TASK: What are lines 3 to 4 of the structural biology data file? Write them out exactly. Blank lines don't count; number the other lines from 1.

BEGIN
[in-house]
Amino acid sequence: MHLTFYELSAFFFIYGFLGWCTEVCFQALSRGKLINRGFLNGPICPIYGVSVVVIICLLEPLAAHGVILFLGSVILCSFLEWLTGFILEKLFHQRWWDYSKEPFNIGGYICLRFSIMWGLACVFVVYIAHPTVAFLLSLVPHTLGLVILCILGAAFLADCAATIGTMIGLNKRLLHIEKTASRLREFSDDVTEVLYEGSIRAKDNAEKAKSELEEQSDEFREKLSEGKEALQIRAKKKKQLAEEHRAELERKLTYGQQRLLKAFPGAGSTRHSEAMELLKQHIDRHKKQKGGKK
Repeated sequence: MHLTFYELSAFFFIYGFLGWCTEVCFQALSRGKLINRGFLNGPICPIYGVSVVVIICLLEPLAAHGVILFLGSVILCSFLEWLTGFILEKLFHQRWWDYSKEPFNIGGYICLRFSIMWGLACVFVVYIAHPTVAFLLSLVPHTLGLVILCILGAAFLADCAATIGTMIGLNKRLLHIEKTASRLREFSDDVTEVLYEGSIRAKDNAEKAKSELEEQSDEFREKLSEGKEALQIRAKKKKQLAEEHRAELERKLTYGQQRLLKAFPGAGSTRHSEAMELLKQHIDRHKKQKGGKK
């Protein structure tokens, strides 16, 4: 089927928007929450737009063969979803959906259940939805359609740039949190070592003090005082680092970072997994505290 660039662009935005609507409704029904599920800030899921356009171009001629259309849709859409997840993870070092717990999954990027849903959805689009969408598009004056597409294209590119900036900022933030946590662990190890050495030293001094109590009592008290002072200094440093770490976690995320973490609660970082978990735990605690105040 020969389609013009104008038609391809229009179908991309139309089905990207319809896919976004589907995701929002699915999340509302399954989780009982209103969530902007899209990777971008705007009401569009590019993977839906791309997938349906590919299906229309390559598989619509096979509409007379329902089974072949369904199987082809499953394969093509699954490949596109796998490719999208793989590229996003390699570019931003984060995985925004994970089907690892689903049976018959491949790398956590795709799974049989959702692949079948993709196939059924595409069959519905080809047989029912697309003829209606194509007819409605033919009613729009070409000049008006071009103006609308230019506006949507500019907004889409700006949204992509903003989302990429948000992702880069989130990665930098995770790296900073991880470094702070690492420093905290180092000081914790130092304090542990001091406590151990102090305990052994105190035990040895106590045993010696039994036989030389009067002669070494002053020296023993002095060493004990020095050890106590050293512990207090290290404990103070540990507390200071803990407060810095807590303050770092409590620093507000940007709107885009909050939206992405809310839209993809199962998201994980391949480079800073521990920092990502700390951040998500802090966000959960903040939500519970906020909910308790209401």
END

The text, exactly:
Repeated sequence: MHLTFYELSAFFFIYGFLGWCTEVCFQALSRGKLINRGFLNGPICPIYGVSVVVIICLLEPLAAHGVILFLGSVILCSFLEWLTGFILEKLFHQRWWDYSKEPFNIGGYICLRFSIMWGLACVFVVYIAHPTVAFLLSLVPHTLGLVILCILGAAFLADCAATIGTMIGLNKRLLHIEKTASRLREFSDDVTEVLYEGSIRAKDNAEKAKSELEEQSDEFREKLSEGKEALQIRAKKKKQLAEEHRAELERKLTYGQQRLLKAFPGAGSTRHSEAMELLKQHIDRHKKQKGGKK
């Protein structure tokens, strides 16, 4: 089927928007929450737009063969979803959906259940939805359609740039949190070592003090005082680092970072997994505290 660039662009935005609507409704029904599920800030899921356009171009001629259309849709859409997840993870070092717990999954990027849903959805689009969408598009004056597409294209590119900036900022933030946590662990190890050495030293001094109590009592008290002072200094440093770490976690995320973490609660970082978990735990605690105040 020969389609013009104008038609391809229009179908991309139309089905990207319809896919976004589907995701929002699915999340509302399954989780009982209103969530902007899209990777971008705007009401569009590019993977839906791309997938349906590919299906229309390559598989619509096979509409007379329902089974072949369904199987082809499953394969093509699954490949596109796998490719999208793989590229996003390699570019931003984060995985925004994970089907690892689903049976018959491949790398956590795709799974049989959702692949079948993709196939059924595409069959519905080809047989029912697309003829209606194509007819409605033919009613729009070409000049008006071009103006609308230019506006949507500019907004889409700006949204992509903003989302990429948000992702880069989130990665930098995770790296900073991880470094702070690492420093905290180092000081914790130092304090542990001091406590151990102090305990052994105190035990040895106590045993010696039994036989030389009067002669070494002053020296023993002095060493004990020095050890106590050293512990207090290290404990103070540990507390200071803990407060810095807590303050770092409590620093507000940007709107885009909050939206992405809310839209993809199962998201994980391949480079800073521990920092990502700390951040998500802090966000959960903040939500519970906020909910308790209401």